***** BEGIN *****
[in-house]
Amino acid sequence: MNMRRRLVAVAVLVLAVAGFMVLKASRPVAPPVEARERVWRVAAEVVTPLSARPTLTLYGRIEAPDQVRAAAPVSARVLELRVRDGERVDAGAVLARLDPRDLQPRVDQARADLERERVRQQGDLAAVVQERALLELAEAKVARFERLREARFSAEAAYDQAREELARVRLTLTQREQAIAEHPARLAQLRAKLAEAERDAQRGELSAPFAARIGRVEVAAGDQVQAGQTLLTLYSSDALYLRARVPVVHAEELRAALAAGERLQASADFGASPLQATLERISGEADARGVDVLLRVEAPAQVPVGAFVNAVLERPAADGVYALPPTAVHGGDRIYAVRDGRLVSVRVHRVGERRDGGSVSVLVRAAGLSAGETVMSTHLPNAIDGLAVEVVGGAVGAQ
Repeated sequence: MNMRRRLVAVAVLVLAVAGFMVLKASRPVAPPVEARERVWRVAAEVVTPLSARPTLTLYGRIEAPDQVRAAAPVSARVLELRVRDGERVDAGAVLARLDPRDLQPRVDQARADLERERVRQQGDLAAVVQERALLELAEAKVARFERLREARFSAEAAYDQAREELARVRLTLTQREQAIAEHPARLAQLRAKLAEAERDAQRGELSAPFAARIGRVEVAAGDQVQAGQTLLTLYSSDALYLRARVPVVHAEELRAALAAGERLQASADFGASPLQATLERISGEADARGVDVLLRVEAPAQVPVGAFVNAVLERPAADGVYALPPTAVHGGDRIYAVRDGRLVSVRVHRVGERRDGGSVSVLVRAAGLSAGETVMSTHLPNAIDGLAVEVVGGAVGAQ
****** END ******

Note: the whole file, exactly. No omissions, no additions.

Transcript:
[in-house]
Amino acid sequence: MNMRRRLVAVAVLVLAVAGFMVLKASRPVAPPVEARERVWRVAAEVVTPLSARPTLTLYGRIEAPDQVRAAAPVSARVLELRVRDGERVDAGAVLARLDPRDLQPRVDQARADLERERVRQQGDLAAVVQERALLELAEAKVARFERLREARFSAEAAYDQAREELARVRLTLTQREQAIAEHPARLAQLRAKLAEAERDAQRGELSAPFAARIGRVEVAAGDQVQAGQTLLTLYSSDALYLRARVPVVHAEELRAALAAGERLQASADFGASPLQATLERISGEADARGVDVLLRVEAPAQVPVGAFVNAVLERPAADGVYALPPTAVHGGDRIYAVRDGRLVSVRVHRVGERRDGGSVSVLVRAAGLSAGETVMSTHLPNAIDGLAVEVVGGAVGAQ
Repeated sequence: MNMRRRLVAVAVLVLAVAGFMVLKASRPVAPPVEARERVWRVAAEVVTPLSARPTLTLYGRIEAPDQVRAAAPVSARVLELRVRDGERVDAGAVLARLDPRDLQPRVDQARADLERERVRQQGDLAAVVQERALLELAEAKVARFERLREARFSAEAAYDQAREELARVRLTLTQREQAIAEHPARLAQLRAKLAEAERDAQRGELSAPFAARIGRVEVAAGDQVQAGQTLLTLYSSDALYLRARVPVVHAEELRAALAAGERLQASADFGASPLQATLERISGEADARGVDVLLRVEAPAQVPVGAFVNAVLERPAADGVYALPPTAVHGGDRIYAVRDGRLVSVRVHRVGERRDGGSVSVLVRAAGLSAGETVMSTHLPNAIDGLAVEVVGGAVGAQ